PNG Post-Courier

PORT MORESBY, Papua New Guinea (Sept. 20, 2010) – What is wrong with the people in Lae?

Can’t they learn to live with each other?

Obviously not if what we are seeing or hearing is true.

On Friday morning the PNG Defence Force soldiers and the security guards (they must think they are another security force) clashed. The next day, businesses were forced to shut down and residents were too scared to move out of their homes because fully armed soldiers were hunting down guards employed by a particular security firm. This fight followed close on the heels of an ethnic clash at the Papua New Guinea University of Technology. When we say ethnic, you might get the impression that a whole group of villagers from some of the most remote part of Papua New Guinea took their tribal fight onto the campus and fought it out.

Oh no! It was not like that. The fight was among university students, highly educated men, not boys, men who are undergoing training to take charge of the technical aspect of PNG’s growth in the near future. At the Kapiak Street or at Boundary Rd, the ethnic clashes continue. At 4-Mile, there is a clash almost every second month. People are killed or injured in all these clashes.

Lae is the second biggest city in PNG and it is, without question, the business hub of the nation. The city stands to develop further because of the Hidden Valley, Wafi gold and copper projects in Bulolo, Ramu nickel mine and Yandera gold prospects in Madang and the huge LNG project in Southern Highland.

Investors are already looking to Lae as the place to be but how can we possibly attract them when we can’t learn to live peacefully with each other. Three days ago, we celebrated 35 years of being an independent nation. Everywhere we went; we could not help but see everyone, from the young to the old, got in their red, black and gold colours and joined in the celebrations. There was this feeling of oneness in the air.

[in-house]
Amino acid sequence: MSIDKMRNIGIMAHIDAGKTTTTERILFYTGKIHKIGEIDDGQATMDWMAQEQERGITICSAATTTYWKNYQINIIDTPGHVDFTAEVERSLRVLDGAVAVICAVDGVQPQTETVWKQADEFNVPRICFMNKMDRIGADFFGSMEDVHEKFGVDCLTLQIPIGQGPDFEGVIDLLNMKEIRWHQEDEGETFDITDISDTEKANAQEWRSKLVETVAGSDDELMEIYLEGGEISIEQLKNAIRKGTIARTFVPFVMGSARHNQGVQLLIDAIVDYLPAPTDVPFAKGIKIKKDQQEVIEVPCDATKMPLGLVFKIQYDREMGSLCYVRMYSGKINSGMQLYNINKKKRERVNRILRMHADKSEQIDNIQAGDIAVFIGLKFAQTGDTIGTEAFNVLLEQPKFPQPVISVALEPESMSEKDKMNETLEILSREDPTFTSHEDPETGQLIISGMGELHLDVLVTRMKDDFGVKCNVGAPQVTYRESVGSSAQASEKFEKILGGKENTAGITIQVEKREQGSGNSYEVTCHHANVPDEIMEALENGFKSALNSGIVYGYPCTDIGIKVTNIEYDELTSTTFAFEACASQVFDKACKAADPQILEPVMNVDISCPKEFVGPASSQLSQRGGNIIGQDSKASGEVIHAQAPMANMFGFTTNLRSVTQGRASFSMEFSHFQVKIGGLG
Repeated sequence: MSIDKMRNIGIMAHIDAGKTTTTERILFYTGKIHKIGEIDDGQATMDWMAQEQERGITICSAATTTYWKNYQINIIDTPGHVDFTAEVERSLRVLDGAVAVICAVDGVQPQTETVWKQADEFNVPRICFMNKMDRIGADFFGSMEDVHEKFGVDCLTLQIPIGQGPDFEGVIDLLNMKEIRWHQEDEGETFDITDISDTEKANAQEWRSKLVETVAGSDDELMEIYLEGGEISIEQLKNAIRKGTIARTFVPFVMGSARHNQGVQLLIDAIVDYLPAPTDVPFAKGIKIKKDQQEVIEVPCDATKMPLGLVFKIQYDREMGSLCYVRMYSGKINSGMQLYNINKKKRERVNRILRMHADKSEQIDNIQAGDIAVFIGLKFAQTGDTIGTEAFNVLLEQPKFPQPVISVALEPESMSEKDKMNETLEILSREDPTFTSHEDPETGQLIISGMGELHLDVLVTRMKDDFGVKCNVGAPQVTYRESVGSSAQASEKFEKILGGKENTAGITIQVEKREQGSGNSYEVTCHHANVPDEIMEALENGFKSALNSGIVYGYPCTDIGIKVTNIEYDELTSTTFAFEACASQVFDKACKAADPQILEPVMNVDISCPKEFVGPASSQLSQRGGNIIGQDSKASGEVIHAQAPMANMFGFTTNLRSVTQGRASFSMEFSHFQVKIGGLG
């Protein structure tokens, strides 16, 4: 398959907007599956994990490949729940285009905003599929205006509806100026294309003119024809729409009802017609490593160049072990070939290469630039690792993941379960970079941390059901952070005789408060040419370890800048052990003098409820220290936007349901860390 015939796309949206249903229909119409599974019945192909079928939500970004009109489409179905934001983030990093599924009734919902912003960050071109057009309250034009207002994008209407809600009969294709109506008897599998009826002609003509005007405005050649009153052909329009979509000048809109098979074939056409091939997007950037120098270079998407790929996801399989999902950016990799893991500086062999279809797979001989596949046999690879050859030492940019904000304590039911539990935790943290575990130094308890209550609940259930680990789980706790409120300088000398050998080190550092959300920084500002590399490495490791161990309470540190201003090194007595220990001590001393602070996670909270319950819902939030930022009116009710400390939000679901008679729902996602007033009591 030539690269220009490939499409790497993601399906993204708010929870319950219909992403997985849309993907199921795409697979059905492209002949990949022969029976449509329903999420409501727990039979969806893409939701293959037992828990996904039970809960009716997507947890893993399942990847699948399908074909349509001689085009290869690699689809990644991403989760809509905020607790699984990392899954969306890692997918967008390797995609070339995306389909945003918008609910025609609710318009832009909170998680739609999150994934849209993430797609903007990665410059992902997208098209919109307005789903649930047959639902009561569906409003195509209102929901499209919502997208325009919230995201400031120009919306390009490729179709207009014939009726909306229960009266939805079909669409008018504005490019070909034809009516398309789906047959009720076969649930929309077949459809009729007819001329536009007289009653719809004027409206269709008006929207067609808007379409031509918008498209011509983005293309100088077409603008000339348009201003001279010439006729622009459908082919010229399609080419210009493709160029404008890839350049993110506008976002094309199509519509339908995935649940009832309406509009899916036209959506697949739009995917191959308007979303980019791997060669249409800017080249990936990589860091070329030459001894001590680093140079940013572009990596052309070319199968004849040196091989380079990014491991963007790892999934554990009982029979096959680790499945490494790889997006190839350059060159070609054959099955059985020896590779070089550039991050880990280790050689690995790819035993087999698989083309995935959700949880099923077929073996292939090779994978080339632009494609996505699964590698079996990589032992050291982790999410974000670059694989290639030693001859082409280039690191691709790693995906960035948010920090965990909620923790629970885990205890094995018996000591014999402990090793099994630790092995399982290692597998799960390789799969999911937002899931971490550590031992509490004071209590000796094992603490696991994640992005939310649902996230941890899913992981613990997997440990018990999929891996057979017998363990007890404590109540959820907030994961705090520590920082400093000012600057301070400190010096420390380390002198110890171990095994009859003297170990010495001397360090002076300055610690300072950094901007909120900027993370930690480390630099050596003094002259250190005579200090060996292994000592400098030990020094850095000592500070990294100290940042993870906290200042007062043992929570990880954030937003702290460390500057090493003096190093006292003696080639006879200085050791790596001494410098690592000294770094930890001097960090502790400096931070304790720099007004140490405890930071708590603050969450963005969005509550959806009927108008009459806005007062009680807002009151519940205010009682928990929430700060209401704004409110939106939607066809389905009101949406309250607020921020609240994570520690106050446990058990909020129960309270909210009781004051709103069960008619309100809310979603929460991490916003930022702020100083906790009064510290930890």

True, we may have 20 provinces, 89 districts, speak 800 languages, live in the coast or in the highlands but we all live under one flag, one National Constitution, one national anthem and we all live in one country and we have one God.

And this God tells us to love our neighbour as we love ourselves but we do not seem to worried about that at all. We cannot expect the police to keep law and order for us in Lae or anywhere else in PNG. We all know that police morale is now at its lowest since independence and needs very urgent attention from the government. At the current ratio of more than 2000 people per policeman, it is just impossible to expect the police to turn up every time you are in trouble and protect you. That is impossible. What seems to be the trend now is when somebody is attacked, the family members already know that the police cannot attend to their problems immediately so the only way they can solve the problem is to seek help from their immediate relatives or clansmen. The people divide into ethnic groups and fight over what is normally a small problem resulting in loss of lives, burning of houses, use of ammunition and guns. Is that the way we want to live our lives? That is what is happening in Lae. The one National Constitution we have, has allowed for the protection of the citizens through the use of police force and the judiciary system but the very citizens these institutions are tasked to protect are watching their efficiency fast eroding before their eyes with corruption and lack of support from the executive arm of government. We urged the government to take immediate steps to address the issues in the police force. We just cannot continue to allow ugly situations like those happening in Lae to continue.

Lae city or PNG, for that matter is big enough for all of us to live in. We must learn to be tolerant of our neighbours and when someone does wrong to us, let us take our problems to the appropriate authorities to deal with.

United in Diversity. We like to believe this.

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